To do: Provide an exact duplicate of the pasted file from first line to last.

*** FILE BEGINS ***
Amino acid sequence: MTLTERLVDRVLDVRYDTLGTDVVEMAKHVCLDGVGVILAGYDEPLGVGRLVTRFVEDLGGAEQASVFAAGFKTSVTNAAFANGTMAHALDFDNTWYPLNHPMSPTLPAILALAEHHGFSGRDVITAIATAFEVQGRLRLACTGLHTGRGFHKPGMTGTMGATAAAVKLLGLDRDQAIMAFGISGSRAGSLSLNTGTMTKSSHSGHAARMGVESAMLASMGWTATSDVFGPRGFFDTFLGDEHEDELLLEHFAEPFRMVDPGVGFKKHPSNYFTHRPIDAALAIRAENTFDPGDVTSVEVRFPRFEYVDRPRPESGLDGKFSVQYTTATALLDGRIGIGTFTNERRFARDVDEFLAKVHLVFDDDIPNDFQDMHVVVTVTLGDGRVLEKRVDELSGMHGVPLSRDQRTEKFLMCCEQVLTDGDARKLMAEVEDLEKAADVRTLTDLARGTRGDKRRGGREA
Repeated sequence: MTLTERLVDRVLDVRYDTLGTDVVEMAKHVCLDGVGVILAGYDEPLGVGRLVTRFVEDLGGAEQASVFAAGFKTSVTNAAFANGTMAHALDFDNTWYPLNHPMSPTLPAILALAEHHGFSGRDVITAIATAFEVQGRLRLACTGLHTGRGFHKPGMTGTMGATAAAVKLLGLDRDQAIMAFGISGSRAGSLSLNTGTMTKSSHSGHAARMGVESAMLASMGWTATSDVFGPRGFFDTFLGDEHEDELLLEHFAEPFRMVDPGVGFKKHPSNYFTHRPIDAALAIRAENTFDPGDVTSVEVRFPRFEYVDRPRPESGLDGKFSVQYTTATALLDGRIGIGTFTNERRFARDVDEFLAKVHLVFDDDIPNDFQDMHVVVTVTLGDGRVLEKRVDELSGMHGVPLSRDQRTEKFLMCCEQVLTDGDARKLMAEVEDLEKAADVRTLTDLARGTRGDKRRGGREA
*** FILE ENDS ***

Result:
Amino acid sequence: MTLTERLVDRVLDVRYDTLGTDVVEMAKHVCLDGVGVILAGYDEPLGVGRLVTRFVEDLGGAEQASVFAAGFKTSVTNAAFANGTMAHALDFDNTWYPLNHPMSPTLPAILALAEHHGFSGRDVITAIATAFEVQGRLRLACTGLHTGRGFHKPGMTGTMGATAAAVKLLGLDRDQAIMAFGISGSRAGSLSLNTGTMTKSSHSGHAARMGVESAMLASMGWTATSDVFGPRGFFDTFLGDEHEDELLLEHFAEPFRMVDPGVGFKKHPSNYFTHRPIDAALAIRAENTFDPGDVTSVEVRFPRFEYVDRPRPESGLDGKFSVQYTTATALLDGRIGIGTFTNERRFARDVDEFLAKVHLVFDDDIPNDFQDMHVVVTVTLGDGRVLEKRVDELSGMHGVPLSRDQRTEKFLMCCEQVLTDGDARKLMAEVEDLEKAADVRTLTDLARGTRGDKRRGGREA
Repeated sequence: MTLTERLVDRVLDVRYDTLGTDVVEMAKHVCLDGVGVILAGYDEPLGVGRLVTRFVEDLGGAEQASVFAAGFKTSVTNAAFANGTMAHALDFDNTWYPLNHPMSPTLPAILALAEHHGFSGRDVITAIATAFEVQGRLRLACTGLHTGRGFHKPGMTGTMGATAAAVKLLGLDRDQAIMAFGISGSRAGSLSLNTGTMTKSSHSGHAARMGVESAMLASMGWTATSDVFGPRGFFDTFLGDEHEDELLLEHFAEPFRMVDPGVGFKKHPSNYFTHRPIDAALAIRAENTFDPGDVTSVEVRFPRFEYVDRPRPESGLDGKFSVQYTTATALLDGRIGIGTFTNERRFARDVDEFLAKVHLVFDDDIPNDFQDMHVVVTVTLGDGRVLEKRVDELSGMHGVPLSRDQRTEKFLMCCEQVLTDGDARKLMAEVEDLEKAADVRTLTDLARGTRGDKRRGGREA